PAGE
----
Plays for much of its running time like a dime-store version of Arthur Miller, only to conclude in a wrenching, extraordinarily brutal sequence that is as upsetting as it is moving.
As blunt as its title, “The Stoning of Soraya M.” plays for much of its running time like a dime-store version of Arthur Miller, only to conclude in a wrenching, extraordinarily brutal sequence that is as upsetting as it is moving. Certain to set off a wave of passionate interest in the Persian diaspora, and with Shohreh Aghdashloo in a rare turn as a Farsi-speaking Iranian heroine, this drama, based on Freidoune Sahebjam’s widely touted book about a true case of stoning in the early days of the Islamic republic, will be a tough sell, but is sure to be a hot title for general press coverage, translating into considerable free publicity.
Zahra (Aghdashloo) is tending to a fresh gravesite when she spots a stranger rolling into her village in an ailing car. He is French-Iranian journalist Sahebjam (the curiously cast Jim Caviezel, complete with distracting nose makeup), whom Zahra is conspicuously interested in talking to. As mechanic Hashem (Parviz Sayyad) works on his car, Zahra surreptitiously gives Sahebjam a map to her home.
From the start of director Cyrus Nowrasteh’s screenplay, co-written with wife Betty Griffin Nowrasteh, stilted and obvious dialogue mars the mood of a hillside village that appears to be holding a dark secret. As Zahra’s story takes hold in flashback, scene after scene is blandly presented by the tyro helmer in uninspired widescreen shots (aided by lenser Joel Ransom).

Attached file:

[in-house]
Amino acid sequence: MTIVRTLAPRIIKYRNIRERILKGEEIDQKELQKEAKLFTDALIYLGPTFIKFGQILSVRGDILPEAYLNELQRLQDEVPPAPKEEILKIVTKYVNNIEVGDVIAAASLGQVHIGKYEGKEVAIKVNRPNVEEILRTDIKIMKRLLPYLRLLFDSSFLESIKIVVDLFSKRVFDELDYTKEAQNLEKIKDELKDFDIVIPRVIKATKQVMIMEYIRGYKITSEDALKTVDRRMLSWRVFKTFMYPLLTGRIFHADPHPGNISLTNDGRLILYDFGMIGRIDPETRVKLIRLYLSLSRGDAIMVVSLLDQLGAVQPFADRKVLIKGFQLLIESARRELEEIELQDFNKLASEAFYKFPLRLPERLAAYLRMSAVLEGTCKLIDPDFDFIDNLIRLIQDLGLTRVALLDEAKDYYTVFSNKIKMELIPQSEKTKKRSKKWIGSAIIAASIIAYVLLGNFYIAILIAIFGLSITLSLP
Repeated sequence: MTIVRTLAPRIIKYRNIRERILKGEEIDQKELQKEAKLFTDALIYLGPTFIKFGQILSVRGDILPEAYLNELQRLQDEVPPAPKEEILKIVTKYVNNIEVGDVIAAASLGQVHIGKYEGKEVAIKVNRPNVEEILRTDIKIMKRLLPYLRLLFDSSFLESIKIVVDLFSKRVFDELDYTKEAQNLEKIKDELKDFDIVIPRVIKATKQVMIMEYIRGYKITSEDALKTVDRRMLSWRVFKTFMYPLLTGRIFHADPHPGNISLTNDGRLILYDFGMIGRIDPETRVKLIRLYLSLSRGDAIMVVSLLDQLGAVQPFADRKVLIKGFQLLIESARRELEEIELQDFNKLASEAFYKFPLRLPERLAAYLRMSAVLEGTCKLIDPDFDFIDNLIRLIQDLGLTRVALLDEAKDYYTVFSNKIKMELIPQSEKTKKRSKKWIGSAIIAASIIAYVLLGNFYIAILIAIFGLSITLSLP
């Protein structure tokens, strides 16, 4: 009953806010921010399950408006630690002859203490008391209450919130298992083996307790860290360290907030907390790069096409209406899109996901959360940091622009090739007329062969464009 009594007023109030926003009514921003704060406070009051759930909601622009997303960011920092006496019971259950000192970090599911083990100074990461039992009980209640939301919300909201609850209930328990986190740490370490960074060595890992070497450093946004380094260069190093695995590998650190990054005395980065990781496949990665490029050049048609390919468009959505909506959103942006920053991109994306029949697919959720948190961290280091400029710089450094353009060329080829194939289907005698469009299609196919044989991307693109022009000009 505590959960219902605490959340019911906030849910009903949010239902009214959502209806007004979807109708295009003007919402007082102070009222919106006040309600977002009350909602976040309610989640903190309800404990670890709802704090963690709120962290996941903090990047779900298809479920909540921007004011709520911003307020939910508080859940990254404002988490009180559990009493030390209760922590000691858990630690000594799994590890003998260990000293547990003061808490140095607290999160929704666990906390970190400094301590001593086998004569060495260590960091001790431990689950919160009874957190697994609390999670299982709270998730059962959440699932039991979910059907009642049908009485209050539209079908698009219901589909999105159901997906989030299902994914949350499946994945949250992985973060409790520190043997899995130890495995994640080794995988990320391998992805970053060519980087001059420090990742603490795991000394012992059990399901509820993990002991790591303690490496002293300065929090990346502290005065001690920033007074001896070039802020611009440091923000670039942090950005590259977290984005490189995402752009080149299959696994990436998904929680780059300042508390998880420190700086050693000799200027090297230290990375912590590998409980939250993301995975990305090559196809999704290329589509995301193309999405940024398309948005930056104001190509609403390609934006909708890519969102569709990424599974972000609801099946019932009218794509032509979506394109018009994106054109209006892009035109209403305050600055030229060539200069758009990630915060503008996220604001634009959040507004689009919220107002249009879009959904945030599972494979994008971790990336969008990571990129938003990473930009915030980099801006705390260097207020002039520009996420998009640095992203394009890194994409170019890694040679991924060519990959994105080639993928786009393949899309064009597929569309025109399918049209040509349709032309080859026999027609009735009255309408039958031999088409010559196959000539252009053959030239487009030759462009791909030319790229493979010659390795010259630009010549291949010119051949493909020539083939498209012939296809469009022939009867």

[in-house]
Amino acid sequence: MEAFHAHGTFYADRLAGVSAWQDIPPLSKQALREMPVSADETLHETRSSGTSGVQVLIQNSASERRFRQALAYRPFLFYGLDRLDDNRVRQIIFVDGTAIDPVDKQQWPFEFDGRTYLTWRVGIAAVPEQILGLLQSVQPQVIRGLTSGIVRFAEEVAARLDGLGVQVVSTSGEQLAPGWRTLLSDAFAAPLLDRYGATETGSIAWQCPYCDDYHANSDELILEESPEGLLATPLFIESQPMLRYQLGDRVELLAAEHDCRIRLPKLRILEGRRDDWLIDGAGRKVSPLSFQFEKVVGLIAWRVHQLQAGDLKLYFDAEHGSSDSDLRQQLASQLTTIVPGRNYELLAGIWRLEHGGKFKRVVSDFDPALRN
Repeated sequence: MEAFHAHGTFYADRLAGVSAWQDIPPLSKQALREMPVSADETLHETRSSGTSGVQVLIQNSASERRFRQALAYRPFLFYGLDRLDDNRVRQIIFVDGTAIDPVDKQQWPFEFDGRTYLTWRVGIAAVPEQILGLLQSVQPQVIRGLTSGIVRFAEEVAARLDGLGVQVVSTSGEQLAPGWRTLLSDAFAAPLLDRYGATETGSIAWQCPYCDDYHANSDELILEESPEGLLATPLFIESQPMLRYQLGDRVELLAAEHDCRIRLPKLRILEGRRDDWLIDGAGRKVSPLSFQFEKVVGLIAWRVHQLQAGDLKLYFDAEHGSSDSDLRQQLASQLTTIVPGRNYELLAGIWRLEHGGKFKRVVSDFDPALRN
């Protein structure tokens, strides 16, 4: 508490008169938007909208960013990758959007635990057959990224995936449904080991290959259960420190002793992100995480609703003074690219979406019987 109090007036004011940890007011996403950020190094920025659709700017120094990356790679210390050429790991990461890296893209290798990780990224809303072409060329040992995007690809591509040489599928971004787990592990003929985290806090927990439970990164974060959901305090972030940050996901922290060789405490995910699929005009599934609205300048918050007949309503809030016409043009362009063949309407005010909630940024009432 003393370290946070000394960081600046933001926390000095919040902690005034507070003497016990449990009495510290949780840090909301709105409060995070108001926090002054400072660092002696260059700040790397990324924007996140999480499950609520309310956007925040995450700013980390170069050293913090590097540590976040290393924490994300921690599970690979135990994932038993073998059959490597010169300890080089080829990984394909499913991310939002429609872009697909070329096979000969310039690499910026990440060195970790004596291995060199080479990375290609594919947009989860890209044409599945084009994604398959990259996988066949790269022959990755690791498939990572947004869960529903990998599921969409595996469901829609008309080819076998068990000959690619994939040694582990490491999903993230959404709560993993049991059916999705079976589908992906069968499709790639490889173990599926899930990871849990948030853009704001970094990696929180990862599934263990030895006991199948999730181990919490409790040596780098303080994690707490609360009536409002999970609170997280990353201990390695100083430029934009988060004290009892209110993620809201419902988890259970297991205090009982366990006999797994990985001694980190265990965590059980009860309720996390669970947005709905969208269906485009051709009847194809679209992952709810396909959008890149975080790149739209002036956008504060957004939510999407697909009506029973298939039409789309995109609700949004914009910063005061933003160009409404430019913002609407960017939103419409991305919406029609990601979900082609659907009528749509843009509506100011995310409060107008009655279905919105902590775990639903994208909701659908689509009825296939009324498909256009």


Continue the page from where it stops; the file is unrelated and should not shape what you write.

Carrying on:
Zahra’s story centers around Soraya (Mozhan Marno), who lives glumly in an arranged marriage to crude, inhuman Ali (Navid Negahban) with their children. Tired of Soraya’s rebellious ways and itching to marry a teen girl, Ali demands that Soraya agree to a new arrangement. She refuses, and, as Ali lacks the cash to pay for a marriage dowry, he is left in a quandary.
His nefarious solution: Accuse Soraya of sleeping with widower Hashem, for whom Soraya has been asked to tend home while he’s at work. Charges are spurious, as the local and extremely shifty mullah (Ali Pourtash) knows and as Soraya’s fiercely protective and imposing aunt Zahra loudly exclaims, but like an inevitable wave that can’t be stopped, a medieval process takes hold that dooms Soraya to death by stoning.
The bulk of the film amounts to a long sit through a flurry of elementary dramatics to get to the fateful day; once it arrives, Nowrasteh’s direction gains added energy and intensity. The methodical preparation and final stoning consume over 20 grueling, intense and horrific minutes, concluding with an intimately realistic display of group brutality that’s rare in the movies. Even this impact, however, is blunted by corny touches.
Good and evil are charted in simplistic terms, so that Aghdashloo’s operatic performance as a stalwart defender of women and humanity is as extreme, in its own way, as Neghaban and Pourtash’s baddies hiding under a cloak of religious “purity.” David Diaan provides some subtlety as the morally split village mayor, while Marno skillfully provides the film’s emotional center. Caviezel uncertainly struggles with his Farsi dialogue.
Producers have kept the exact Mideast shooting location (outside of Iran) a secret, out of concern for hostile radical Islamic response, but locale stands in effectively for Iran. John Debney’s score overdoes it, but is nicely inflected with Persian instrumentation.